15. Jagannath, N., Chikkannasetty, S. S., Govindadas, D., & Devasankaraiah, G. (2012); Study of antiurolithiatic activity of Asparagus racemosus on albino rats;  Indian journal of pharmacology, 44(5); 576-579
16. Kala, C. P. (2009); Aboriginal uses and management of ethnobotanical species in deciduous forests of Chhattisgarh state in India. Journal of Ethnobiology and Ethnomedicine; 5(1); 20.
17. Kirtikar, K. R. (1918). Indian Medicinal Plants Vol-4: Bishen Singh Mahendra Pal Singh; Dehradun.
18. Kumar, M., Udupa, A., Sammodavardhana, K., Rathnakar, U., Shvetha, U., & Kodancha, G. P. (2010); Acute toxicity and diuretic studies of the roots of Asparagus racemosus Willd in rats. West Indian Medical Journal; 59(1); 03-06.
19. Makar, S., Saha, T., & Singh, S. K. (2018); Naphthalene, a versatile platform in medicinal chemistry: Sky-high perspective. European Journal of Medicinal Chemistry.
20. Mitra, S. K., Prakash, N. S., & Sundaram, R. (2012); Shatavarins (containing Shatavarin IV) with anticancer activity from the roots of Asparagus racemosus. Indian journal of pharmacology; 44(6); 732-736
21. Nag, M., Mukherjee, S., Roy, D., Paul, R. K., & Sahidul, M. Extraction and Chemical tests on Cicer Arietinum seed collected from North Bengal Region of West Bengal, India.
22. Nathan, C. (2004); Antibiotics at the crossroads; Nature, 431(7011), 899.
23. Ojha, R., Sahu, A. N., Muruganandam, A., Singh, G. K., & Krishnamurthy, S. (2010);Asparagus recemosus enhances memory and protects against amnesia in rodent models. Brain and cognition;74(1);1-9.
24. Parekh, J., Jadeja, D., & Chanda, S. (2006); Efficacy of aqueous and methanol extracts of some medicinal plants for potential antibacterial activity. Turkish Journal of Biology, 29(4); 203-210.
25. Parihar, M., & Hemnani, T. (2004); Experimental excitotoxicity provokes oxidative damage in mice brain and attenuation by extract of Asparagus racemosus; Journal of Neural Transmission, 111(1); 1-12.
26. Patel, L., & Patel, R. (2013); Antimicrobial Activity of Asparagus Racemosus Wild From Leaf Extracts–a Medicinal Plant. International Journal of Scientific and Research Publications; 3(3); 2250-3153.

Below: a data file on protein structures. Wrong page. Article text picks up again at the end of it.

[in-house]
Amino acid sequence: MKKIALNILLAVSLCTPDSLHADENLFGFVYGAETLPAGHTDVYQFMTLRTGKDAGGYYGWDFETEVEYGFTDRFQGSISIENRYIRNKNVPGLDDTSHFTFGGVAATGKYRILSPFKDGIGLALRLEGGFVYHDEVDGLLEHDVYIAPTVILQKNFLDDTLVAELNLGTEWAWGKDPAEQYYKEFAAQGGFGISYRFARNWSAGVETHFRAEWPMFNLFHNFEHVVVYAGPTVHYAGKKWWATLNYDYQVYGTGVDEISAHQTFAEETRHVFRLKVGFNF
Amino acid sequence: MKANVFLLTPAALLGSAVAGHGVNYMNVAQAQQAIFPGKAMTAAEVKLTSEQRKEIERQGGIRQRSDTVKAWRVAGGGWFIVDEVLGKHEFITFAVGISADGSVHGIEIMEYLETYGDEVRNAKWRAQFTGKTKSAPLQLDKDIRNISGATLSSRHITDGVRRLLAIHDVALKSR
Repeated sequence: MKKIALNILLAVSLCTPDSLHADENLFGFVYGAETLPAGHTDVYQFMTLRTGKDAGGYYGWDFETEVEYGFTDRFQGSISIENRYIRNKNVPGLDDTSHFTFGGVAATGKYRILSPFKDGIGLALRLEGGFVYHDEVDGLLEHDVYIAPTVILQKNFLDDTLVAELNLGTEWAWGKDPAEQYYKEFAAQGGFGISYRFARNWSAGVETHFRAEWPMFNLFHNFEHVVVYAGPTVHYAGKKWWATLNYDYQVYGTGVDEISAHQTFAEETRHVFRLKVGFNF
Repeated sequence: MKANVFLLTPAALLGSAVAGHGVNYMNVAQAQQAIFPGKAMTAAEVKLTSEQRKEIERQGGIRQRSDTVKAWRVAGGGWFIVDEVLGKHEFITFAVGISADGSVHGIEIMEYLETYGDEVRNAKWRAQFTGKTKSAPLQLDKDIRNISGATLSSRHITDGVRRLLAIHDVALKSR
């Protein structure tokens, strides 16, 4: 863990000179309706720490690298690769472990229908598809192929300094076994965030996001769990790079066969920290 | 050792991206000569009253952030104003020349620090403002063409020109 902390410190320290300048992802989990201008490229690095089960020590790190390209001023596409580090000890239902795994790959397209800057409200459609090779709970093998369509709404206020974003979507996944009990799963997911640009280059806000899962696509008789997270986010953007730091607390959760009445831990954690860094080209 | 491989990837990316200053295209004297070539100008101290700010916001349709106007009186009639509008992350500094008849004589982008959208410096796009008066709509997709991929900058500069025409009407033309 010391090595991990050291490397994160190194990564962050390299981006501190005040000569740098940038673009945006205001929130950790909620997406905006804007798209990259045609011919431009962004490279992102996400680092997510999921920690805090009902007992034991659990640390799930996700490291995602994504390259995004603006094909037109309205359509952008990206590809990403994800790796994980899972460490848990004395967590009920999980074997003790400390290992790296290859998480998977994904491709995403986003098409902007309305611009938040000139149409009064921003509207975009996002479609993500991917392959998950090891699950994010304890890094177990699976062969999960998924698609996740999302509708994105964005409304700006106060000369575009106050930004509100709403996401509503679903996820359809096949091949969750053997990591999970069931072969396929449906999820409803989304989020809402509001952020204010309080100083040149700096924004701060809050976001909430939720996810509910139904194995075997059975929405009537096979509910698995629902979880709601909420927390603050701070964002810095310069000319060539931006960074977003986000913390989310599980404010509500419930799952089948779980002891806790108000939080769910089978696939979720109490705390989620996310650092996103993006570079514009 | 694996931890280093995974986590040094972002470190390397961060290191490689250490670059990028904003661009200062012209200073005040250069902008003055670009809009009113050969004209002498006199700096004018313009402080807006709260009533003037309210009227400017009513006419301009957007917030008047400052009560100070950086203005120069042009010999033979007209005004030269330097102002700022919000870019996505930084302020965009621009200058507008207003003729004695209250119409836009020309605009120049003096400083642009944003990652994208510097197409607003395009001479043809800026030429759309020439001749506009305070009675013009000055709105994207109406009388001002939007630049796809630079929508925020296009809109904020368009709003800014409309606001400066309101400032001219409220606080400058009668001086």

27. Rao, A. (1981); Inhibitory action of Asparagus racemosus on DMBA‐induced mammary carcinogenesis in rats; International journal of cancer; 28(5); 607-610.
28. Ravishankar, K., Kiranmayi, G., Lalitha, T. M., Priyanka, T., Ranjith, T., Someswarao, S., . . . Divya, A. (2012); Preliminary phytochemical screening and in vitro antibacterial activity on Asparagus racemosus root extract; Int J Pharm Chem Biol Sci, 2(1); 117-123.
29. Singh, G. K., Garabadu, D., Muruganandam, A., Joshi, V. K., & Krishnamurthy, S. (2009); Antidepressant activity of Asparagus racemosus in rodent models. Pharmacology Biochemistry and Behavior; 91(3); 283-290.
30. Thatte, U., Chhabria, S., Karandikar, S., & Dahanukar, S. (1987); Immunotherapeutic modification of E. coli induced abdominal sepsis and mortality in mice by Indian medicinal plants. Indian drugs, 25(3); 95-97.
31. Tiwari, A., Agarwal, A., Shukla, S., & Dubey, G. (1990); Favourable effect of Abana on lipoprotein profiles of patients with hypertension and angina pectoris. Alternative Med, 3(3) ; 139-142.
32. Uma, B., Prabhakar, K., & Rajendran, S. (2009); Anticandidal activity of Asparagus racemosus; Indian journal of pharmaceutical sciences, 71(3); 342-343
33. Visavadiya, N., Soni, B., & Madamwar, D. (2009). Suppression of reactive oxygen species and nitric oxide by Asparagus racemosus root extract using in vitro studies. Cellular and molecular biology (Noisy-le-Grand, France), 55, OL1083-1095.
34. Wiboonpun, N., Phuwapraisirisan, P., & Tip‐pyang, S. (2004); Identification of antioxidant compound from Asparagus racemosus. Phytotherapy Research: An International Journal Devoted to Pharmacological and Toxicological Evaluation of Natural Product Derivatives; 18(9); 771-773.
35. Zhu, X., Zhang, W., Zhao, J., Wang, J., & Qu, W. (2010); Hypolipidaemic and hepatoprotective effects of ethanolic and aqueous extracts from Asparagus officinalis L. by‐products in mice fed a high‐fat diet; Journal of the Science of Food and Agriculture, 90(7);1129-1135.

NOW YOU CAN ALSO PUBLISH YOUR ARTICLE ONLINE.

SUBMIT YOUR ARTICLE/PROJECT AT editor-in-chief@pharmatutor.org

Subscribe to Pharmatutor Alerts by Email

FIND OUT MORE ARTICLES AT OUR DATABASE


Pages

FIND MORE ARTICLES